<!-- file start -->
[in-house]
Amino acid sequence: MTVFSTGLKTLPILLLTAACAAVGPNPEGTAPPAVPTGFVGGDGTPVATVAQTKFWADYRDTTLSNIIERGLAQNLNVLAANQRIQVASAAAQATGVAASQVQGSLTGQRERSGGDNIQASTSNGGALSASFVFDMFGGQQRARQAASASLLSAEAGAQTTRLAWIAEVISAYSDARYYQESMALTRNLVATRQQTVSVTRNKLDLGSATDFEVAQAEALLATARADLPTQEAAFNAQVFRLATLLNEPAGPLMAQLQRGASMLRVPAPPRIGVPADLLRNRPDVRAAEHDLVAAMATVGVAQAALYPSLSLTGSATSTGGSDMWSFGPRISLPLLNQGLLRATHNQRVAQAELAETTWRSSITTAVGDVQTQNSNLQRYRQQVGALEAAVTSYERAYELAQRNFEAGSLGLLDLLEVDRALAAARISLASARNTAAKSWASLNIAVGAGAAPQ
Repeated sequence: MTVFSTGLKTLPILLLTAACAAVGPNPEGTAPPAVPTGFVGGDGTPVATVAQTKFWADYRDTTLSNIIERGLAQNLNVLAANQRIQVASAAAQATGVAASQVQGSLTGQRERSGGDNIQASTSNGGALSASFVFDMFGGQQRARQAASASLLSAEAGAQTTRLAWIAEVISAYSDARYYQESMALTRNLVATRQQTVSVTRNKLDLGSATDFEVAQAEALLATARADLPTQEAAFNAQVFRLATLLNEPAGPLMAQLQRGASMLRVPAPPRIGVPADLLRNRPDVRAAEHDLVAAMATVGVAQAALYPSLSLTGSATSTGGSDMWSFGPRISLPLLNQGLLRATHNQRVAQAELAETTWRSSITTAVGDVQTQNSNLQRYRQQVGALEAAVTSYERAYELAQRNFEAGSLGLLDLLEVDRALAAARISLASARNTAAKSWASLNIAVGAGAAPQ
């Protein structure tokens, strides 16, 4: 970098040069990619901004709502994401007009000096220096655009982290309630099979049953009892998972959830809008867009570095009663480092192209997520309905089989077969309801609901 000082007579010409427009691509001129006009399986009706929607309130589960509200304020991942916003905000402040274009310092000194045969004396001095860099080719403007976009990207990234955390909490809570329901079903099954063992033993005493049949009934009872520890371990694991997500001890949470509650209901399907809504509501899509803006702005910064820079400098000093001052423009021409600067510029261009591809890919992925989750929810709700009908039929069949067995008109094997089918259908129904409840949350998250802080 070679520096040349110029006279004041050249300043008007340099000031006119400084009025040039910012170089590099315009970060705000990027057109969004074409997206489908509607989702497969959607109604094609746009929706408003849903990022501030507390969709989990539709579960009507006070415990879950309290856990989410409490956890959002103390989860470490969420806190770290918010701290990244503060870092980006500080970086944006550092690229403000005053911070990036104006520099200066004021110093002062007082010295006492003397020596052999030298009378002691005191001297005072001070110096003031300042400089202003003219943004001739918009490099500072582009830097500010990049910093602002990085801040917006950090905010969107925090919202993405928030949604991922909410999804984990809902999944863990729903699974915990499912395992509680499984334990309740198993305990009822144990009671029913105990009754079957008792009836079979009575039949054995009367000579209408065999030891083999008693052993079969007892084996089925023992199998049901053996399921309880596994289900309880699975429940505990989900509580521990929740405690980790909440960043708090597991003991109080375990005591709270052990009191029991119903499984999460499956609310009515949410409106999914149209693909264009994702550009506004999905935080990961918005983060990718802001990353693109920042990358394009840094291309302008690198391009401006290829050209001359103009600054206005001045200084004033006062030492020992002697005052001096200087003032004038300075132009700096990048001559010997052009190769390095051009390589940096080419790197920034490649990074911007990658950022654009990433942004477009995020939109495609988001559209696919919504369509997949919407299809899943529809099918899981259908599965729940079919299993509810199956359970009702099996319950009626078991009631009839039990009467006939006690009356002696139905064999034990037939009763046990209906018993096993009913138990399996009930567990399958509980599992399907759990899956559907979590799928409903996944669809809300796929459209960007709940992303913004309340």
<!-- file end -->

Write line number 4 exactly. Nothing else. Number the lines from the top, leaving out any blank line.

């Protein structure tokens, strides 16, 4: 970098040069990619901004709502994401007009000096220096655009982290309630099979049953009892998972959830809008867009570095009663480092192209997520309905089989077969309801609901 000082007579010409427009691509001129006009399986009706929607309130589960509200304020991942916003905000402040274009310092000194045969004396001095860099080719403007976009990207990234955390909490809570329901079903099954063992033993005493049949009934009872520890371990694991997500001890949470509650209901399907809504509501899509803006702005910064820079400098000093001052423009021409600067510029261009591809890919992925989750929810709700009908039929069949067995008109094997089918259908129904409840949350998250802080 070679520096040349110029006279004041050249300043008007340099000031006119400084009025040039910012170089590099315009970060705000990027057109969004074409997206489908509607989702497969959607109604094609746009929706408003849903990022501030507390969709989990539709579960009507006070415990879950309290856990989410409490956890959002103390989860470490969420806190770290918010701290990244503060870092980006500080970086944006550092690229403000005053911070990036104006520099200066004021110093002062007082010295006492003397020596052999030298009378002691005191001297005072001070110096003031300042400089202003003219943004001739918009490099500072582009830097500010990049910093602002990085801040917006950090905010969107925090919202993405928030949604991922909410999804984990809902999944863990729903699974915990499912395992509680499984334990309740198993305990009822144990009671029913105990009754079957008792009836079979009575039949054995009367000579209408065999030891083999008693052993079969007892084996089925023992199998049901053996399921309880596994289900309880699975429940505990989900509580521990929740405690980790909440960043708090597991003991109080375990005591709270052990009191029991119903499984999460499956609310009515949410409106999914149209693909264009994702550009506004999905935080990961918005983060990718802001990353693109920042990358394009840094291309302008690198391009401006290829050209001359103009600054206005001045200084004033006062030492020992002697005052001096200087003032004038300075132009700096990048001559010997052009190769390095051009390589940096080419790197920034490649990074911007990658950022654009990433942004477009995020939109495609988001559209696919919504369509997949919407299809899943529809099918899981259908599965729940079919299993509810199956359970009702099996319950009626078991009631009839039990009467006939006690009356002696139905064999034990037939009763046990209906018993096993009913138990399996009930567990399958509980599992399907759990899956559907979590799928409903996944669809809300796929459209960007709940992303913004309340």